Granite Staters are paying too much for healthcare, have too few options, and don’t want to be stuck with government-run plans that are part of the Affordable Care Act.
That was the view of several panelists who participated in a radio roundtable on the Pulse of New Hampshire Friday, led by host Jack Heath.
Heath said the politics of healthcare have become too fraught with Republicans and Democrats dug in. “Republicans would prefer private healthcare options, but they run away from the issue,” Heath said.
Americans for Prosperity New Hampshire head Greg Moore is also a former director at the N.H. Department of Health and Human Services. He said that in poll after poll, New Hampshire residents say they want better choices.
“People don’t like high costs, and they don’t like government-run healthcare,” Moore said. “There are other options, like giving everyone an HSA (health savings account).”
There are ways to create more competition in the healthcare marketplace that will help drive down costs; he said. Moore favors options like changing the tax code to give individuals the same healthcare tax benefits that businesses currently enjoy.
And it’s not just individuals who are sick of the costs and regulations. Christie Elliot Peters, co-owner of Elliot Controls, an Amherst HVAC company that specializes in automated building controls, said her employees would love to be able to sign up for the company health plan rather than the Affordable Care Act Granite Advantage plan. But the plans her small business is able to secure can price out some workers. She said the costs have been going up almost every year for decades.
“When I trace back, the jumps we have had in rates result from legislation that was supposed to fix the problems or because of the Affordable Care Act,” Peters said.
State Sen. Keith Murphy (R-Bedford) owns Murphy’s Tap Room with locations in Manchester and Bedford. He told Heath he spends hundreds of hours every year trying to get the best plans to offer his 65 employees, But he said the plans are so expensive many of his younger workers opt out.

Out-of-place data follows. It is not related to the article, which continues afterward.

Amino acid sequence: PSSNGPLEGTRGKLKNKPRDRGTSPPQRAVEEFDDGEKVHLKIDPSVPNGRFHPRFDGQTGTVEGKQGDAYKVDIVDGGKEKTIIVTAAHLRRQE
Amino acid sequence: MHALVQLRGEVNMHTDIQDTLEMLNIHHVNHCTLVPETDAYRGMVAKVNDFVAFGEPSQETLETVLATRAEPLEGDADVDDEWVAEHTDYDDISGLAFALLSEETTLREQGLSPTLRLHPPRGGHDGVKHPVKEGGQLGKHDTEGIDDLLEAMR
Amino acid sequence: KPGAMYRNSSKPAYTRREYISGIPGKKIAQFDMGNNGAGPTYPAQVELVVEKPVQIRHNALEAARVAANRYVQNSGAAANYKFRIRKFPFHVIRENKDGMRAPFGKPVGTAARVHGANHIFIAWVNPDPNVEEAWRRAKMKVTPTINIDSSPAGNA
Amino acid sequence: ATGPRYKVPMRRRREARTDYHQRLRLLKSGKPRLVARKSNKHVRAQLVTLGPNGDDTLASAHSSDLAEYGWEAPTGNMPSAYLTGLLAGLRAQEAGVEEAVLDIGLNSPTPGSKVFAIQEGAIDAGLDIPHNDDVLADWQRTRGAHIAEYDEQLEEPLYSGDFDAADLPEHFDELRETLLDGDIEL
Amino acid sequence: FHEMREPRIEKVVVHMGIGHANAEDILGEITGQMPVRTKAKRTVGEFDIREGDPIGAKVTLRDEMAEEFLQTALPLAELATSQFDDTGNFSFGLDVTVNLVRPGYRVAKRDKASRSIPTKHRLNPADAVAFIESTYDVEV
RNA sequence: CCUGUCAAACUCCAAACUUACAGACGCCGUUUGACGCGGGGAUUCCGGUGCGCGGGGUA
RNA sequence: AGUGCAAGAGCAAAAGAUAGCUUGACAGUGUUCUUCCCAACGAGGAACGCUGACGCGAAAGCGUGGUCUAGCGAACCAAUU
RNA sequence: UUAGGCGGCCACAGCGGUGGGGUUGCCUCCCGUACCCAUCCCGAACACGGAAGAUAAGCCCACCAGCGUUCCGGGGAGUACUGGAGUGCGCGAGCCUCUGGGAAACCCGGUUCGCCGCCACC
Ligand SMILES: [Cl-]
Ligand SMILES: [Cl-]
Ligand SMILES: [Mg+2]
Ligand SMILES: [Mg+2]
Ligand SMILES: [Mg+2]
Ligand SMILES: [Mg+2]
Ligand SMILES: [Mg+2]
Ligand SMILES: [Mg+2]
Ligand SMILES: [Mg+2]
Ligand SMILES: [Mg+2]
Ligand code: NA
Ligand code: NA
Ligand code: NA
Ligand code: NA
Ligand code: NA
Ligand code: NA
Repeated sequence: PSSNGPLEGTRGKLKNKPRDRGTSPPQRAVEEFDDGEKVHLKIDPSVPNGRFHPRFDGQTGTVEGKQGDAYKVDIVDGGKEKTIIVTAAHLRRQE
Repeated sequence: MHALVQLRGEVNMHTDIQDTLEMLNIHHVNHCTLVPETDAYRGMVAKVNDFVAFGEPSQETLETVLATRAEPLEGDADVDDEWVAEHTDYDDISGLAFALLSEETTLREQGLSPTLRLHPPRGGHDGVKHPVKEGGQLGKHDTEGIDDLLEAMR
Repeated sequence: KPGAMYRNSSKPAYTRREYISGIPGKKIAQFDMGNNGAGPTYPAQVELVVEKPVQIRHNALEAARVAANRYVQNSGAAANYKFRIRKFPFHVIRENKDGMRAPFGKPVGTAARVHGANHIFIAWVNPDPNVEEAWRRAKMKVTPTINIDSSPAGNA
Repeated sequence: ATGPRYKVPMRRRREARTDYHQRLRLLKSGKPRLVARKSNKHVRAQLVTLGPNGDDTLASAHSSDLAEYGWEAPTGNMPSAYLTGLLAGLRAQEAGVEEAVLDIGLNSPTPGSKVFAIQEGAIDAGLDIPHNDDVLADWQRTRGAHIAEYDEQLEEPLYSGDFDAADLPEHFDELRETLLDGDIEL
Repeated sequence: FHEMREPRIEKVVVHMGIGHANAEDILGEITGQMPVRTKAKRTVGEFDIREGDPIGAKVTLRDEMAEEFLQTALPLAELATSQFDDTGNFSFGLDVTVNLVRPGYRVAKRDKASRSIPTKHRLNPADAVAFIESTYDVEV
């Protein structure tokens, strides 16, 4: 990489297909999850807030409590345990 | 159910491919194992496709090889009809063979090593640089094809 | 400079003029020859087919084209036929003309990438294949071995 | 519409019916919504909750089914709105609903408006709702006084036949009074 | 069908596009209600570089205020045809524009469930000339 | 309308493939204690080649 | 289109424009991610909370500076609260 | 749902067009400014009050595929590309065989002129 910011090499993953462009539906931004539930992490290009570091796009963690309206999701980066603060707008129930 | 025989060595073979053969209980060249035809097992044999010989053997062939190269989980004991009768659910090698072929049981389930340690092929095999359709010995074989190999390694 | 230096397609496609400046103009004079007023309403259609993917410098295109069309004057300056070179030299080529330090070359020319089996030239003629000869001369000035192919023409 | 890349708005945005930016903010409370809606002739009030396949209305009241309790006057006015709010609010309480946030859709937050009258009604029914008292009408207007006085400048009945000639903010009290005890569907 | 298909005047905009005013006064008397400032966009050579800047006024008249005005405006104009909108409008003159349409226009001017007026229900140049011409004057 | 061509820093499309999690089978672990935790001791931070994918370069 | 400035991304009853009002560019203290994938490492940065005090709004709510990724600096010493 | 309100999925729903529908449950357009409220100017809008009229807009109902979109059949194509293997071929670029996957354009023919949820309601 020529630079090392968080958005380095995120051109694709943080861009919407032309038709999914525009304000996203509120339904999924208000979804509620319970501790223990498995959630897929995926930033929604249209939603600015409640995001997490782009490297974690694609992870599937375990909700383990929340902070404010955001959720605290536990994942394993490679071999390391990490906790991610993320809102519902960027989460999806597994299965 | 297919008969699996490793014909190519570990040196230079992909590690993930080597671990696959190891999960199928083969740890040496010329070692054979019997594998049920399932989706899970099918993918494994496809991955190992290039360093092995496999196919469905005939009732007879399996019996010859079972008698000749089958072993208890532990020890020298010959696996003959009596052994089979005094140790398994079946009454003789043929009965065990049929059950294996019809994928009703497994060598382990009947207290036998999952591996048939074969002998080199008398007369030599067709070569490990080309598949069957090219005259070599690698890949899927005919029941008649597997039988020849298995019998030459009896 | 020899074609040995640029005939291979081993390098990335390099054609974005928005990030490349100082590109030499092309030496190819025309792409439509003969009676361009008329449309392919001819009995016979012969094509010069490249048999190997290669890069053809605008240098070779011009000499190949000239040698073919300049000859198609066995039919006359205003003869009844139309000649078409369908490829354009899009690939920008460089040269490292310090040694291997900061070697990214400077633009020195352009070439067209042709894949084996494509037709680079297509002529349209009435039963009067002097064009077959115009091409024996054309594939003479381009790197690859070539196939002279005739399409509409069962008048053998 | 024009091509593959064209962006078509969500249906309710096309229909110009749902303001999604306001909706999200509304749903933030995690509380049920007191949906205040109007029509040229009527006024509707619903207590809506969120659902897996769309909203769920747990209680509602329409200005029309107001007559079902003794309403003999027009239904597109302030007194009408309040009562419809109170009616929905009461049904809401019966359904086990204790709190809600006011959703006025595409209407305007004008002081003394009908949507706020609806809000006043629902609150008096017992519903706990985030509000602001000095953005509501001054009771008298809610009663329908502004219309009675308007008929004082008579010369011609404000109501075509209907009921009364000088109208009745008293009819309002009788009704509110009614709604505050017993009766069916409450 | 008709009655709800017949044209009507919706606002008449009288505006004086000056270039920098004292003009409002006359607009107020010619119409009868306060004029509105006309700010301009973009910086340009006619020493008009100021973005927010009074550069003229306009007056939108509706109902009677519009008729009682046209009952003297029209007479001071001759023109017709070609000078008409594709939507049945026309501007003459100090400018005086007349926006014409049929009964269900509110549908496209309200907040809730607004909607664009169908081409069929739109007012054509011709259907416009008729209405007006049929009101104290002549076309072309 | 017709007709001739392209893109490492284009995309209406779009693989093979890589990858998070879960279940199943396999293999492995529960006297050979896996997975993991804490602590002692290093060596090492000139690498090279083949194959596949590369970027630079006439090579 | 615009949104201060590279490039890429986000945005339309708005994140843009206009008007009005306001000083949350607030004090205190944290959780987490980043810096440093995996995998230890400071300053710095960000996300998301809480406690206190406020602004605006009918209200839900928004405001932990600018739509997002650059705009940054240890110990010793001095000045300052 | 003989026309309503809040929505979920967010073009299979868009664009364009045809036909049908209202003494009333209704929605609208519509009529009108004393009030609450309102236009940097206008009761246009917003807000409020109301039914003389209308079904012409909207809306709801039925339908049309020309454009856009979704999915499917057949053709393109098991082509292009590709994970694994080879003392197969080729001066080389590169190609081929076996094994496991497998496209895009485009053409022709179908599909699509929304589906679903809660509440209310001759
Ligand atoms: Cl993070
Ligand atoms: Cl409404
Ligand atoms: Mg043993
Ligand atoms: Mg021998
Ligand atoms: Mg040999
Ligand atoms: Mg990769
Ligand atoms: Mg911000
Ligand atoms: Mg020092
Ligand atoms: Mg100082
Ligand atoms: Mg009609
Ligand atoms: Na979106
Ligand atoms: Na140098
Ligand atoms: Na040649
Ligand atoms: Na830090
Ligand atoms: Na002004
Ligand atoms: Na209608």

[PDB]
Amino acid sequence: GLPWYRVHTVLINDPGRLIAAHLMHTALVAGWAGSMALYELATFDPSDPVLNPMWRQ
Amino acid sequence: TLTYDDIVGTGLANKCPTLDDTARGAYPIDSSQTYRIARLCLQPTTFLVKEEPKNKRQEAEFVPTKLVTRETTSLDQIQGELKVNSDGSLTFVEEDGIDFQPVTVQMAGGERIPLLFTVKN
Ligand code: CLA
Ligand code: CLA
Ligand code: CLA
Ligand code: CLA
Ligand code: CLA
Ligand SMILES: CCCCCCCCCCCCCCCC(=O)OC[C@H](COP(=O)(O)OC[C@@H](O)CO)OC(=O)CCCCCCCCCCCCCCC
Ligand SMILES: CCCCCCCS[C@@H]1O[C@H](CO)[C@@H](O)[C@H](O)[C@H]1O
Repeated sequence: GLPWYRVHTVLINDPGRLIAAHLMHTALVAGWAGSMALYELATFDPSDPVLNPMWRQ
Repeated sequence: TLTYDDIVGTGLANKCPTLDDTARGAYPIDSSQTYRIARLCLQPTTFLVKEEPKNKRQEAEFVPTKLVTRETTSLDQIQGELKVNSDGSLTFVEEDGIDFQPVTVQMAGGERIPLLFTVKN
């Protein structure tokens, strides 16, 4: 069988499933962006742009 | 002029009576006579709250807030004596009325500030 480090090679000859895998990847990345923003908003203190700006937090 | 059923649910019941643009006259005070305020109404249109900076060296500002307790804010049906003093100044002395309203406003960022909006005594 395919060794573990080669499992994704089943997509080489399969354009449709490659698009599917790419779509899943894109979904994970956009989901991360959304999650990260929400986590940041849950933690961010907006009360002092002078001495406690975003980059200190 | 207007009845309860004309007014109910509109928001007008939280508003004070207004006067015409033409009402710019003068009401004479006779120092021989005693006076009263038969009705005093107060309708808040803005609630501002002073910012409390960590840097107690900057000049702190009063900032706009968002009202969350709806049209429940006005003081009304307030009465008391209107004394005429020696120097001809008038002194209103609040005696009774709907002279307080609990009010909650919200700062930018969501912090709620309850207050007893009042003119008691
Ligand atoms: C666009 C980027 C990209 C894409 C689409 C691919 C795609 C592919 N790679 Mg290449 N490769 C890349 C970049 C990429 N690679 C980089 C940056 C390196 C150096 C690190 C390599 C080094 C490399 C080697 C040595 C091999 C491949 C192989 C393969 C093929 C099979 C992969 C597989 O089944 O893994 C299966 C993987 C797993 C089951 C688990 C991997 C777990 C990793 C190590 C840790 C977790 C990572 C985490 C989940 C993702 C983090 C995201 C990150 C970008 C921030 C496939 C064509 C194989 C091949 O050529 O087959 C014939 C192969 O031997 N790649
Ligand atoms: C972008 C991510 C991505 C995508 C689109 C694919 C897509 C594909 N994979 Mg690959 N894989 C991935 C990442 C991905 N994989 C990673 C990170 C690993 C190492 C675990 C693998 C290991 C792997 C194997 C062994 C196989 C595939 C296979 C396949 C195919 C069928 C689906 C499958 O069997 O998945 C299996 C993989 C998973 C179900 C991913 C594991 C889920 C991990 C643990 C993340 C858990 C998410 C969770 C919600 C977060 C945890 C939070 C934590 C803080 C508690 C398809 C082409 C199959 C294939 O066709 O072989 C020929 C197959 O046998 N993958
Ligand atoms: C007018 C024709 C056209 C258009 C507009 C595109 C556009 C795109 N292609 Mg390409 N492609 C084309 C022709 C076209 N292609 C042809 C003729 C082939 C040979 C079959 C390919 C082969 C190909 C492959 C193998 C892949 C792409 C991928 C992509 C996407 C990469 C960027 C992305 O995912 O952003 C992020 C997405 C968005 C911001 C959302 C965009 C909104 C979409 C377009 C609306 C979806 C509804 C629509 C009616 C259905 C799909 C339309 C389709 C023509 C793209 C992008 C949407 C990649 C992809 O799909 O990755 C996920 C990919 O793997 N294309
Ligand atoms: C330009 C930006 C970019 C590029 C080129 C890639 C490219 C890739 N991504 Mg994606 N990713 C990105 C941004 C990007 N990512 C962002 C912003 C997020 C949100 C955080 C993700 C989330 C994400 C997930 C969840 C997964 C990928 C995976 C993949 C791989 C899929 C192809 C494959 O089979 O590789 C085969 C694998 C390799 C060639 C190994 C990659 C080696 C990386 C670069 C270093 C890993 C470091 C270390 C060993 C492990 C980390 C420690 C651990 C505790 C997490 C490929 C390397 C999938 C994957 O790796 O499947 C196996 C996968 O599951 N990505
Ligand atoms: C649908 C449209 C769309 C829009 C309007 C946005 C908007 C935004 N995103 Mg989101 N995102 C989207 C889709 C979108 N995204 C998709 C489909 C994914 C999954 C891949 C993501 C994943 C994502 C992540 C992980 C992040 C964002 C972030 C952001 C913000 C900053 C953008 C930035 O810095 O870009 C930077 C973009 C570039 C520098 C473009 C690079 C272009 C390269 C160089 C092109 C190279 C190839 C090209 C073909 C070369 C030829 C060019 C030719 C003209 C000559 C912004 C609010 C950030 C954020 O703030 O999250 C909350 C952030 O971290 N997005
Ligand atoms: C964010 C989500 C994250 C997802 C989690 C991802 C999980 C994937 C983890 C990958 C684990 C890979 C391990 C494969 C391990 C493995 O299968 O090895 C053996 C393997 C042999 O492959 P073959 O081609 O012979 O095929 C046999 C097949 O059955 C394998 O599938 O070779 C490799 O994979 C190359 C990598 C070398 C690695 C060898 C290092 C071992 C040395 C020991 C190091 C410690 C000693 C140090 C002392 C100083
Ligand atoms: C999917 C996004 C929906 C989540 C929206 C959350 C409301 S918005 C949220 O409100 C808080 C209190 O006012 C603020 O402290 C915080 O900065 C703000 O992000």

“When you’re 23, you’re immortal, you think,” Murphy said.
D.J. Bettencourt, deputy commissioner at New Hampshire’s Insurance Department, said Washington regulations that favor individual plans over small businesses are hurting the economy, especially in the Granite State. With New Hampshire companies struggling to hire workers, a good healthcare plan can be the difference between getting and keeping qualified employees.
“The government is trying to improve the individual market and not helping the small business market,” Bettencourt said.
He said New Hampshire’s economy relies on small business owners like Peters and Murphy. “We are a small business state; they are the engine of our economy,” he said.
Bettencourt noted between the aging New Hampshire population and the large swath of people signed up for Granite Advantage; insurance carriers see less reason to offer their plans in New Hampshire given the small pool of potential customers.
“Layer on government regulations with that smaller pool, it’s even less attractive for (insurance) companies.”
That leaves people and businesses with fewer, more expensive options.
State Rep. Jess Edwards (R-Auburn) told the roundtable people want more choice in their healthcare options, but the government simply cannot get out of the way. Part of the problem is the unwillingness of Democrats to revisit the Affordable Care Act.
“Democrats would not support plans to let people out of [the ACA] and get on plans offered by small businesses,” Edwards said.
Republicans also seem unable to address the problem in a meaningful way on their side of the aisle. Bettencourt noted the GOP had a trifecta in 2017 — control of the U.S. House, Senate, and White House — and could still not pass legislation to give people more choices.
“They were like the dog that caught the car,” Bettencourt said.
Moore said Democrats are bent on pushing for more government involvement in the healthcare market as part of the ultimate push for universal healthcare.
“Democrats want to increase the number of people on government insurance,” Moore said. “We need a third way.”